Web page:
Integrated care one key to cutting health care costs
When economists and doctors talk about the health care business, the conversation can get so dense few have the patience or background to pay attention. Most folks just want to know what can be done to make them feel better and how much it will cost.
The truth is, both conversations cover the same ground but use different words.
For example, efficiency is a word economists like to use when they talk about making health care cheaper. Efficient health care means less expensive health care, but it also means health care for the entire person — care for all of a patient’s medical needs.
In general, health care may be considered efficient when the right medical services are provided at the right time, without delay or redundancy. When this happens, people make fewer visits to the doctor and stay out of the emergency room, where the most expensive care is provided.
For the same reason, fewer people spend time in the hospital and when they do, their stay is shorter.
The result is more people enjoy better health for less cost.
According to many doctors, integrated health care is generally considered efficient health care.
At the most basic level, health care is considered integrated when several different medical service providers are connected through a reliable communication system, often under one roof.
Behavioral and mental health providers are key to this integration, particularly when health insurance companies are moving away from paying doctors based on each individual service rendered and toward a whole patient model that rewards physicians for healthier patient outcomes.
Whole care includes both physical and mental health.
Another advantage of integrating multiple practices is a reduction of the cost of a variety of business services, especially the tedious, time-consuming job of billing insurance companies, which can be shared by and thereby reduced for the individual provider.
More importantly, the practice actively supports patients in learning to manage and organize their own care at the level the patient chooses. Patients of an integrated care operation are able to obtain many of the medical services they need in one place.
“Integrated care really allows us to help patients get the proper care they need at the right place and at the right time. It streamlines a very complicated medical world for folks,” said Dr. Michael Pramenko is executive director of Primary Care Partners, 3150 N. 12th St. “A lot of times they need multiple providers, multiple services and integrated care sort of organizes that for them.”
Primary Care Partners is a Colorado Certified Medical Home, spokeswoman Paula Anderson said.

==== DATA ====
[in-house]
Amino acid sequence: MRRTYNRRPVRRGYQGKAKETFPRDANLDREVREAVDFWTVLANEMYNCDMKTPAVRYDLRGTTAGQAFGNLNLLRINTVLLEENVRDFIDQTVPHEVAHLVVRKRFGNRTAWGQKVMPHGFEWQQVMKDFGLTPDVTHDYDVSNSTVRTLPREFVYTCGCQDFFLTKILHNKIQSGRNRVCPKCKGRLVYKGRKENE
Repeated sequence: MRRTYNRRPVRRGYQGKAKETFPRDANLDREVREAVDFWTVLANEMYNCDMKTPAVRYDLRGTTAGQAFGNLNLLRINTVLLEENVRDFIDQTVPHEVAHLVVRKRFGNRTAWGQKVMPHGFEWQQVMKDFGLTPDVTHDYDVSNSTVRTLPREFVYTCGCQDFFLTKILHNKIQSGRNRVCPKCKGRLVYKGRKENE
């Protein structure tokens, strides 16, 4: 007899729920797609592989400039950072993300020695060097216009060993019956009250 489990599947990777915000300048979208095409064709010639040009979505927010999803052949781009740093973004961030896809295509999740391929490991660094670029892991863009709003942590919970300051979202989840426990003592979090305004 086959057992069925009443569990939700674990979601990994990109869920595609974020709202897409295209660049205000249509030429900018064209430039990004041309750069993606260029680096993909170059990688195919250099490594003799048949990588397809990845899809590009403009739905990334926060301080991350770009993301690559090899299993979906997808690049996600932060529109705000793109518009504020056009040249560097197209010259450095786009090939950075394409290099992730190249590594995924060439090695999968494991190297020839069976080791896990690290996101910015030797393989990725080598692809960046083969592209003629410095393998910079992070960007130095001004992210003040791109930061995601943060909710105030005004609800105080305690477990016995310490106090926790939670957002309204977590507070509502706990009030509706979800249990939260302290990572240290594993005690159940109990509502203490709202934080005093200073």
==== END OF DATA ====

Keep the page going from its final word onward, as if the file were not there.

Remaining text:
In a certified medical home, the personal physician is responsible for providing for all the patient’s health care needs. The physician takes responsibility for arranging care with other qualified professionals at all stages of life, including acute care at the hospital, chronic care for conditions like diabetes and end-of-life care like hospice, Anderson said.
At PCP, a care coordinator helps the physician make sure there’s follow-up as needed, but they also identify services already available in the community that the patient might not have been linked up with before, Pramenko said.
“You don’t need an M.D. behind your name to help folks find services that are sometimes more important than a prescription medication,” he said. “Especially in the elderly years, that includes services and support the patient receives out in the community and from family members, which is oftentimes much more important than any pill that we can put in their mouth.”
Although some medical home practices like Primary Care Partners bring together diverse teams of providers to meet the needs of their patients, smaller practices can integrate care by building virtual teams that link themselves and their patients to other providers and services in their communities.
Dr. Greg Reicks of Foresight Family Physicians, 2503 Foresight Circle, is leading the charge in that arena.
Reicks was recently named a Health IT Fellow by the Office of the National Coordinator for Health IT, an exclusive group of volunteers who promote success stories, tools and technical assistance to help providers make meaningful use of health information technology in a way that improves the delivery of patient care.
Starting in 2014, physician offices will be required to not only document patient care electronically, but use the data in a more meaningful way that actually improves patient outcomes.
There will be a lot more emphasis on communicating electronically between practices, Reicks said.
“I think there’s no question you’ve got physicians who are struggling with the change that is occurring in health care technology, care coordination, care management and other additional activities that are becoming expected as part of the standard of care,” Reicks said.
Some independent physician practices are finding it difficult to change the work flows they’ve used for 20 or 30 years, he said.
“Some physicians are frustrated and are just throwing up their hands,” Reicks said. “But others have embraced this technology. They say, ‘We’ve used it long enough now that we see the value and the benefits and we’ve gotten over that learning curve, which was steep and difficult and hard ... and realizing it can provide for more efficiency and better patient outcomes.’ ”